The French Revolution started in France in 1789. It was in 1790 that the Declaration of the Rights of Man was written and adopted. The political order in France was crumbling as the people of the Third Estate challenged the authority of the Catholic Church, the nobility and the monarchy. In Saint-Domingue the sugar trade continued to thrive as more and more African slaves were imported. The process of producing sugar from sugar cane is labor intensive, dangerous and time dependent. Many lives were lost over the year on the plantations and that required larger numbers of slaves to be brought to Saint-Domingue while the plantations strived to meet the growing demand for sugar in France and Europe. The population was tipping even more heavily towards people of African descent while the number of Europeans continued to remain static or decline. It is estimated that at the time that the Haitian Revolution began in 1791 that over seventy % of the enslaved population in Saint-Domingue was born in Africa. 3 The greatest fear of the enslavers was a slave rebellion or revolt. The violent oppression used to control the enraged resentment of people literally being worked to death allowed the plantations to continue to run. The plantation owners lived with the knowledge that when slaves rebelled that the violence that had been used to repress the slaves would be turned towards those that oppressed them.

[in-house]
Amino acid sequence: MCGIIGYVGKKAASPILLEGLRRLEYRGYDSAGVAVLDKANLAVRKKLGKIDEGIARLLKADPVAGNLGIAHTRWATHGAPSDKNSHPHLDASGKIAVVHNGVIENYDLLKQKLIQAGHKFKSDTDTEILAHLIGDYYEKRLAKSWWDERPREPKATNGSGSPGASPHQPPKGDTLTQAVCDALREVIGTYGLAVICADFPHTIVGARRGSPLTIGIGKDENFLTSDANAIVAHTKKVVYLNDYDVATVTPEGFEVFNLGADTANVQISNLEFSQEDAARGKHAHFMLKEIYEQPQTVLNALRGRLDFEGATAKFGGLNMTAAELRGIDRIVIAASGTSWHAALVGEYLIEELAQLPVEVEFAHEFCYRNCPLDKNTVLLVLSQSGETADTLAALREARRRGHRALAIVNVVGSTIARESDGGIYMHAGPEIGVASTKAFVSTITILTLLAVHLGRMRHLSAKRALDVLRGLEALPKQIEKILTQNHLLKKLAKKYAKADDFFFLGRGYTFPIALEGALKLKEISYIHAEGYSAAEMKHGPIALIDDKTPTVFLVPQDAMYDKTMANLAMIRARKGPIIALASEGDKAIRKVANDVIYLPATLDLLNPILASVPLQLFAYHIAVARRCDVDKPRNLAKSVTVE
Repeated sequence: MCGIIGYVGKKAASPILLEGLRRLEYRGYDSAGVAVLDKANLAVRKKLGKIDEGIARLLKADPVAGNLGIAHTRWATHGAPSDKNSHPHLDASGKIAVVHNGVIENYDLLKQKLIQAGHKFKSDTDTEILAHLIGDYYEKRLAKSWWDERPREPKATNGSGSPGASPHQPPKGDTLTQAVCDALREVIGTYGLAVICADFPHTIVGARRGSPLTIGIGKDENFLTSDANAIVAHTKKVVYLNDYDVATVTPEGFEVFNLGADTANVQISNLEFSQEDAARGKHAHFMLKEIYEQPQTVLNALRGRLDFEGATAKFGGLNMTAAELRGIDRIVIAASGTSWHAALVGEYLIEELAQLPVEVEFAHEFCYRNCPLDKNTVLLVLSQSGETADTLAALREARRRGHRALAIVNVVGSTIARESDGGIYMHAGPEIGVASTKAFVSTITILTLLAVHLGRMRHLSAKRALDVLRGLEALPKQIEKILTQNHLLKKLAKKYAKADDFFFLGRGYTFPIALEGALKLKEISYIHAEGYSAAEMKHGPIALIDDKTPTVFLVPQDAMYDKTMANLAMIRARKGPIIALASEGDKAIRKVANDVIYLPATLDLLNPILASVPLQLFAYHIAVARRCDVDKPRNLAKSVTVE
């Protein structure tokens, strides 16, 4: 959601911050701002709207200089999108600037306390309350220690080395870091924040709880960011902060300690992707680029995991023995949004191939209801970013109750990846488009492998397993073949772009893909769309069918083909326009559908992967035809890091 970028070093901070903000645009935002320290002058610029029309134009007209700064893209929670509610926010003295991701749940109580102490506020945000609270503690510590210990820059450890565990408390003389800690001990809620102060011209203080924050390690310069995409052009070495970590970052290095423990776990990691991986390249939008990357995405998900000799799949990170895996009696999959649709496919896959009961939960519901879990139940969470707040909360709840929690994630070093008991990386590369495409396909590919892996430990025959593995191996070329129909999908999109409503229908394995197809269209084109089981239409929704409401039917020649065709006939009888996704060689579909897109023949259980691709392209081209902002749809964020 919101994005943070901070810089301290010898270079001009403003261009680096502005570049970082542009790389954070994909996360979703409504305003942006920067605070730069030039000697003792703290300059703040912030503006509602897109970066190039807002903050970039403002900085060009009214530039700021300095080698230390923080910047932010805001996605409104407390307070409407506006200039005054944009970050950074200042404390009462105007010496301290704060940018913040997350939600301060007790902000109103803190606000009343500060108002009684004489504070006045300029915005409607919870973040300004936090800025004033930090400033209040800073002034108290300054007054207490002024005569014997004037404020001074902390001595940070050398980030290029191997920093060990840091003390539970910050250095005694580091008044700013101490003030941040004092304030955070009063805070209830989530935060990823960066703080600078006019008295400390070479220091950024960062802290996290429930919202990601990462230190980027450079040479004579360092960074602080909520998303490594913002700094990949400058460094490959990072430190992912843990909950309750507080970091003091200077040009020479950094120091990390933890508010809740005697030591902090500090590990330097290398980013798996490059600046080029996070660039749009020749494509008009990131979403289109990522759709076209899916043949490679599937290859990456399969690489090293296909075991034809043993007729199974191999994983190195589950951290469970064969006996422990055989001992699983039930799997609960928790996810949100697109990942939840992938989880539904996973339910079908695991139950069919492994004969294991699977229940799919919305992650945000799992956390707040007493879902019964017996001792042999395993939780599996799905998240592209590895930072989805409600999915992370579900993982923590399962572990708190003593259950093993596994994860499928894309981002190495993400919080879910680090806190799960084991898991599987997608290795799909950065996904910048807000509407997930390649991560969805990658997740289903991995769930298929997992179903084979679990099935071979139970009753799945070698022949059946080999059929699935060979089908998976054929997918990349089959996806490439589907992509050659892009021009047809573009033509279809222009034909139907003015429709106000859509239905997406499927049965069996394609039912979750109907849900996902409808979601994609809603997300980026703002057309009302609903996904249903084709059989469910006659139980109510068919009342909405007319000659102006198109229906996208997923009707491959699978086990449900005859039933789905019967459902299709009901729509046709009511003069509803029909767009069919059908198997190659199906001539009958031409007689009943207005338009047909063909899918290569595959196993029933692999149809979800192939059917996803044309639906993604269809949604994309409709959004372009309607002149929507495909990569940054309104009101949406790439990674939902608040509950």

News from France came to Cap-Français with every ship from Europe. The new government was well disposed towards expanding the rights of the people in France. Many of the free men and women of color in Saint-Domingue became hopeful that they could not receive the rights that had been denied them. In 1791 they formally asked the French to grant them rights that had been denied them. There was immediate opposition from the whites in Saint-Domingue because their power was protected by the free people of color who stood between them and the huge number of slaves on the island and they could expect to control the free people of color because of their inferior political and social status. The opposition by the local white establishment to their demands left them no choice but to seek the support of free blacks and prospective slave leaders. Under the leadership of Og,4 they rose in their own rebellion but that was quickly crushed and that exacerbated the tensions with the whites in power. When the French government granted free people of color equal rights and full French citizenship they and their supporters were emboldened, and the white establishment became more isolated in Saint-Domingue.